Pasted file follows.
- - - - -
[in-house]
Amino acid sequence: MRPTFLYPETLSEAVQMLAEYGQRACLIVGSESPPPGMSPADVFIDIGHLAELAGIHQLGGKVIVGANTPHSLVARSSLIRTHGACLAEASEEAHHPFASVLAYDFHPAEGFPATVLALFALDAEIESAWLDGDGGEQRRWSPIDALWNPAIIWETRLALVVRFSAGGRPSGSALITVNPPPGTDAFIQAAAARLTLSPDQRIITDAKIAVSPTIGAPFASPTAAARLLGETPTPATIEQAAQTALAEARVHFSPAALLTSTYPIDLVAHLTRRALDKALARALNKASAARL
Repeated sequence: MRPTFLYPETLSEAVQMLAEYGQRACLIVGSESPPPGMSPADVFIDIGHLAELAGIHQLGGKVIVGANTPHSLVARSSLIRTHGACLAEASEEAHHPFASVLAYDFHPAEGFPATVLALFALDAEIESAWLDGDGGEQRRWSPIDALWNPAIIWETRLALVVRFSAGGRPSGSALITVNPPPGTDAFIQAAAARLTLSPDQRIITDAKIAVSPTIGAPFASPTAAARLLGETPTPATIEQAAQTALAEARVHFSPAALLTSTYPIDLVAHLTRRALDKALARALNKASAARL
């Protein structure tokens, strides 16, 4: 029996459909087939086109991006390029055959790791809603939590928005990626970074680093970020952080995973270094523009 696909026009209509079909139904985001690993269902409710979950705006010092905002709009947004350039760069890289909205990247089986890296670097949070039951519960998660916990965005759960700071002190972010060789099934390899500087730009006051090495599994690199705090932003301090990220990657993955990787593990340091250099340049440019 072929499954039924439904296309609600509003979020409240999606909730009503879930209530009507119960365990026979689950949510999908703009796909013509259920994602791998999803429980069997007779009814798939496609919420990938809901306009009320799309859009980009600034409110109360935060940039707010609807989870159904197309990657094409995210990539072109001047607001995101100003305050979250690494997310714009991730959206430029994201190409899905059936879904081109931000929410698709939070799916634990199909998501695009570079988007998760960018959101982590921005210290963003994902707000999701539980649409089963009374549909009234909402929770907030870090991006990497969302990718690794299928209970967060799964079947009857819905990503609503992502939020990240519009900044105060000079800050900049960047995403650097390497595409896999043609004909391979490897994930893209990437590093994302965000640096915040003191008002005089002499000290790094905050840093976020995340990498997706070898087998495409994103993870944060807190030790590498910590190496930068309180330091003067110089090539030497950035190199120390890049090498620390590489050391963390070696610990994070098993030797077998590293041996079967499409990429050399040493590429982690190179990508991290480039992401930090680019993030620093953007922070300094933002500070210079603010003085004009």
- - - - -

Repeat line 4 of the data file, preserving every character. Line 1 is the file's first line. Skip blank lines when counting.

């Protein structure tokens, strides 16, 4: 029996459909087939086109991006390029055959790791809603939590928005990626970074680093970020952080995973270094523009 696909026009209509079909139904985001690993269902409710979950705006010092905002709009947004350039760069890289909205990247089986890296670097949070039951519960998660916990965005759960700071002190972010060789099934390899500087730009006051090495599994690199705090932003301090990220990657993955990787593990340091250099340049440019 072929499954039924439904296309609600509003979020409240999606909730009503879930209530009507119960365990026979689950949510999908703009796909013509259920994602791998999803429980069997007779009814798939496609919420990938809901306009009320799309859009980009600034409110109360935060940039707010609807989870159904197309990657094409995210990539072109001047607001995101100003305050979250690494997310714009991730959206430029994201190409899905059936879904081109931000929410698709939070799916634990199909998501695009570079988007998760960018959101982590921005210290963003994902707000999701539980649409089963009374549909009234909402929770907030870090991006990497969302990718690794299928209970967060799964079947009857819905990503609503992502939020990240519009900044105060000079800050900049960047995403650097390497595409896999043609004909391979490897994930893209990437590093994302965000640096915040003191008002005089002499000290790094905050840093976020995340990498997706070898087998495409994103993870944060807190030790590498910590190496930068309180330091003067110089090539030497950035190199120390890049090498620390590489050391963390070696610990994070098993030797077998590293041996079967499409990429050399040493590429982690190179990508991290480039992401930090680019993030620093953007922070300094933002500070210079603010003085004009």